Commission launches excessive deficit procedure against Italy, saying it is ‘sleepwalking into instability’

Pierre Moscovici, Commissioner for Economy during the press conference on the on the European Semester Package. [European Commission]

The European Commission hedged its bets and called for the opening of an excessive deficit procedure against Italy on Wednesday (21 November) as Rome refused once again to revise its draft budget plan.

The bloc’s finance Commissioner Pierre Moscovici said that “dialogue and cold blood” will now be needed more than ever.

“With what the Italian government has put on the table, we see a risk of the country sleepwalking into instability,” Vice President of the Euro Valdis Dombrosvkis warned.

The Council recommended in July that Italy reduce its deficit by 0.6%. The draft budget presented by the Italian government though increases it by about 1% of GDP. “The numbers speak for themselves,” Dombrosvkis concluded.

Those recommendations were signed off by the same Italian executive that refuses today to comply with them.

The Commission, therefore, confirmed that Italy’s blueprint for 2019 “is in serious non-compliance” with the fiscal pact and warned that the impact of this budget on growth “is likely to be negative”.

As Italy breached the Stability and Growth Pact, the EU executive decided to reexamine its compliance with the debt reduction requirements. Italy’s public debt, which stood at 131.2% in 2017, is the Commission’s “key concern”.

As expected, Brussels concluded that opening a debt-based excessive deficit procedure “is warranted”.

“In a situation of very high debt, Italy is essentially planning additional significant borrowing instead of the necessary fiscal prudence,” Dombroskis warned.

Italy sticks to its guns in revised budget submitted to EU

Italy defied Brussels again on Tuesday (13 November) as Finance Minister Giovanni Tria presented only a slightly modified draft budget, despite the European Commission rejecting the previous spending plan in an unprecedented decision.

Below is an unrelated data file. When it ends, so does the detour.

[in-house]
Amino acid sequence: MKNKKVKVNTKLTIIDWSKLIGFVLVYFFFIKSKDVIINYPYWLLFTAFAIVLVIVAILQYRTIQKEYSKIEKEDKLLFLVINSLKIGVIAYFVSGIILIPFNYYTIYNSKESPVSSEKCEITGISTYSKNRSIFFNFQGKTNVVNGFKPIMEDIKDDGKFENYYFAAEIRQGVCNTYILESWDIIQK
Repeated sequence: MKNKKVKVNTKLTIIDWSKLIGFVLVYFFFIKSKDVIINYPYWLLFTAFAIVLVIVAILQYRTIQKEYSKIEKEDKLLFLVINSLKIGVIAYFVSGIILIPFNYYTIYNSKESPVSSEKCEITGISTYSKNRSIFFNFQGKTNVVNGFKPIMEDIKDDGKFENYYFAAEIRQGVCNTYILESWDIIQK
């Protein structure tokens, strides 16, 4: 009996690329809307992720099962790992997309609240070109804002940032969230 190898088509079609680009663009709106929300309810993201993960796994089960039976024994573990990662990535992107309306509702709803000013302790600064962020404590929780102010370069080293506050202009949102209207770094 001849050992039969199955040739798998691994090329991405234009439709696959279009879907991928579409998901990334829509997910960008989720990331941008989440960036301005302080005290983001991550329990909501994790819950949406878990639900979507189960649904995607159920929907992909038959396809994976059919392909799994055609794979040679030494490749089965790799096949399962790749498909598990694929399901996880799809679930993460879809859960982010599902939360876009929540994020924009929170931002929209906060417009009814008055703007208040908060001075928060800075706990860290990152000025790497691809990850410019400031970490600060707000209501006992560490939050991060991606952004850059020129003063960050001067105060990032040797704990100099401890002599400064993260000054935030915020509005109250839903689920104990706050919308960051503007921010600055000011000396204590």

It is now up to member states to assess the Italian case and make a decision. “Frankly, it would be logic [sic],” Commissioner for Economy Pierre Moscovici told reporters.

“This step that we take today is the unavoidable consequence of the decision made by the Italian authorities not to modify their fiscal targets in the revised draft budget plan,” the French Commissioner highlighted.

The Eurogroup already backed the Commission decision to reject Italy’s draft budget earlier in November and will again discuss eurozone members draft budgets in two weeks.

Eurogroup President Mario Centeno warned that complying with the fiscal rules was “not only in each country’s individual interest but also in our collective interest”, when addressing the Italian case at the European Parliament on Tuesday (20 November).

Italy's revised budget 'did not dispel concerns', Eurogroup president says

Italy’s slightly modified budget might not get the green light from the European Commission, the president of the Eurogroup, Mario Centeno, told the Parliament’s Economic and Monetary Affairs Committee on Tuesday (20 November), raising the likelihood of an excessive deficit …

Conte to meet Juncker

The Commission insisted it remains open to discussion with the Italian authorities.

“Through the past months, the Commission’s commitment to dialogue with Italy has been genuine and it will always be genuine,” Moscovici stressed.

However, the Commissioner regretted that even after having meeting Italian Finance Minister Giovanni Tria “more times than I can recall”, most of the questions and doubts on Italy’s economic plan remained open.

If an excessive deficit procedure is finally launched, Moscovici warned, “dialogue and cold blood” will be “more required than ever”.

“What is at stake is the future and prosperity of the Italian people,” Dombroskis added.

The dialogue could start on Saturday evening (24 November) when Italian Prime Minister Giuseppe Conte is expected in Brussels to join Commission boss Jean-Claude Juncker for a working dinner.

Greece back on track

After three adjustment programmes, Greece is back in the European Semester framework for the first time and its draft budget got the Commission’s green light, as the government respected commitments made this summer.

“There are political lessons to be taken. The efforts made by the Greek people, the programme itself, the accompaniment, the demands… all that pays off,” Moscovici said, in praise of Athens.

In addition to Greece, the budgets of Germany, Ireland, Cyprus, Lithuania, Luxembourg, Malta, the Netherlands, Austria and Finland were compliant with the Stability and Growth Pact; while Estonia, Latvia and Slovakia budgetary plans were found to be “broadly compliant”.

The draft budgets of Belgium, France, Portugal and Slovenia, however, pose a “risk of non-compliance” for the Commission. As Spain is set to exit the Excessive Deficit Procedure next year, its draft budget is at risk of non-compliance but respects the deficit objective.

Those risks of noncompliance, Moscovici pointed out, have not yet materialised and are not that concerning for the moment.

Commission rejects Italian draft budget in unprecedented decision

The European Commission rejected Italy’s 2019 budget in an unprecedented decision on Tuesday (23 October), after the government in Rome failed to give a substantial response to the executive’s allegations of a breach of the EU law.

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